1 Named Storm and another possible in East/Central Pacific

Stay informed and prepared although these 2 storms should not pose any major threats to Hawaii, but anything can change.

For the central North Pacific...between 140W and 180W:

1. An elongated area of low pressure is located around 900 miles 
southeast of Hilo, Hawaii. Environmental conditions are expected 
to become more conducive for development over the next several 
days as the system moves slowly westward. Development of this 
system, if any, will be slow to occur. 
* Formation chance through 48 hours...low...20 percent.
* Formation chance through 5 days...medium...50 percent.

cone graphic

GPM and AMSR microwave passes from a few hours ago indicate that 
the depression's low-level center is displaced a little to the 
northeast of a mid-level center due to moderate northeasterly 
shear.  Since Dvorak estimates are T2.0 from TAFB and SAB, the 
initial intensity is still 30 kt.  The environment around the 
depression is not ideal for much strengthening.  On one hand, the 
system is far enough south that cold waters will not be an issue.  
However, northeasterly shear is expected to increase a little 
further, and the environment appears to become more subsident 
within the next 2-3 days.  In addition, the global models do not 
show the system detaching much, if at all, from the Intertropical 
Convergence Zone, and that does not usually bode well for much 
strengthening.  SHIPS is the only model that indicates steady but 
gradual strengthening for the entire forecast period.  Otherwise,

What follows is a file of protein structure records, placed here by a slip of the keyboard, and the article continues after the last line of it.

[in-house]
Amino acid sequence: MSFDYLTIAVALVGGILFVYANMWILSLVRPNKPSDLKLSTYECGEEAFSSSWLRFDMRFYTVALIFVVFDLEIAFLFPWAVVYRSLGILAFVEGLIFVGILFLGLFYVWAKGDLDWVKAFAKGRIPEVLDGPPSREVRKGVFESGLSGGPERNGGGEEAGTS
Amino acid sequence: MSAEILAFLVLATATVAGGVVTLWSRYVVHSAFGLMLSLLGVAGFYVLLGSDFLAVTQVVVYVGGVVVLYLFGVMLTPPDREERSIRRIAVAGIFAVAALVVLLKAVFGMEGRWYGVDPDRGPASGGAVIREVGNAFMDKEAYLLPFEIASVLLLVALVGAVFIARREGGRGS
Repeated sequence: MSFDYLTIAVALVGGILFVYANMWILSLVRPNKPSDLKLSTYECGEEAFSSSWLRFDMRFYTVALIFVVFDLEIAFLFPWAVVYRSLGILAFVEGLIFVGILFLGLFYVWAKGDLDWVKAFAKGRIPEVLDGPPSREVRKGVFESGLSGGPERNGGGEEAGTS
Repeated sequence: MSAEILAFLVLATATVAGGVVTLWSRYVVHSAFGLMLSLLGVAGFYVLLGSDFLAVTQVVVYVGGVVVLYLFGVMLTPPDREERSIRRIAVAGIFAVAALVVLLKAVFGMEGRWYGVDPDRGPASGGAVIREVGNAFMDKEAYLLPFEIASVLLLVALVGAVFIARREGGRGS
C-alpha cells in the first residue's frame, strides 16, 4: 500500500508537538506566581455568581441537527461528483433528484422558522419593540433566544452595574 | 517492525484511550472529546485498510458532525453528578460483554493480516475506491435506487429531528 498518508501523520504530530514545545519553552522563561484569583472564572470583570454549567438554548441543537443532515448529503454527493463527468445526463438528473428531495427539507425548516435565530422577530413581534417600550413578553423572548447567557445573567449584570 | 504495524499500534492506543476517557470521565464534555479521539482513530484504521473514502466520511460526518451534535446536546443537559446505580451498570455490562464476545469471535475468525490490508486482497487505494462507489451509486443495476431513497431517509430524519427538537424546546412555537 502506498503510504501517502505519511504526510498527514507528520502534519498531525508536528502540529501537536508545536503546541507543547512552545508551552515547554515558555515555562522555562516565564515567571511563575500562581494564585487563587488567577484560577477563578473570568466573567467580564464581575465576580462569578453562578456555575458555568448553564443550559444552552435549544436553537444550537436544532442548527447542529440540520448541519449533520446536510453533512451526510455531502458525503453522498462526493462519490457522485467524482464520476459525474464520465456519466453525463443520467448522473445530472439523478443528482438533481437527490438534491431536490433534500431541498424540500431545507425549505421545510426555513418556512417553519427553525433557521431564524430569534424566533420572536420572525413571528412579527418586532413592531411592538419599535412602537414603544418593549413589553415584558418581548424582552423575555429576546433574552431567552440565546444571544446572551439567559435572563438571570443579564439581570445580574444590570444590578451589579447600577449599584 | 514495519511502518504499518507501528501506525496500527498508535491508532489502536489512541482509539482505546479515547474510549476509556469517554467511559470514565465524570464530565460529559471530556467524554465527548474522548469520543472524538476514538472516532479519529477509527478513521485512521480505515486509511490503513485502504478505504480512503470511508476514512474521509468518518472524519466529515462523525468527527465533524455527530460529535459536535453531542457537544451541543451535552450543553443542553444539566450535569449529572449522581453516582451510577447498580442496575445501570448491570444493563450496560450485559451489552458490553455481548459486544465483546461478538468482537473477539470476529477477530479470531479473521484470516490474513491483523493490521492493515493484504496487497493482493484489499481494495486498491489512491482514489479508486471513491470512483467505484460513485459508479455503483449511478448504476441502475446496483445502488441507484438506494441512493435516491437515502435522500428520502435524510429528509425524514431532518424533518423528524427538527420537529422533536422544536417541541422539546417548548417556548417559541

the bulk of the other models, including HCCA, global models, and 
the IVCN intensity consensus respond to the adverse environmental 
conditions and show the cyclone weakening after 36-48 hours.  The 
updated NHC intensity forecast still shows the depression becoming 
a tropical storm in the next 12 hours, but then weakens the system 
back to a depression in 2-3 days through the end of the 5-day 
period.  It's also entirely possible that the system becomes a 
remnant low at some point, since it may be difficult for organized 
deep convection to be maintained.

The depression is moving westward, or 280/8 kt.  Low- to mid-level 
ridging should maintain a general westward motion for much of the 
forecast period, although the system's forward speed is expected to 
slow to a crawl from 48 hours and beyond.  The new track forecast 
is relatively unchanged from the previous one and generally follows 
the HCCA and other multi-model consensus aids.


INIT  13/1500Z 13.7N 129.8W   30 KT  35 MPH
 12H  14/0000Z 13.8N 130.8W   35 KT  40 MPH
 24H  14/1200Z 13.9N 131.9W   35 KT  40 MPH
 36H  15/0000Z 13.8N 132.9W   35 KT  40 MPH
 48H  15/1200Z 13.8N 133.6W   35 KT  40 MPH
 60H  16/0000Z 13.9N 134.1W   30 KT  35 MPH
 72H  16/1200Z 14.1N 134.5W   30 KT  35 MPH
 96H  17/1200Z 14.7N 135.3W   30 KT  35 MPH
120H  18/1200Z 14.9N 136.1W   30 KT  35 MPH

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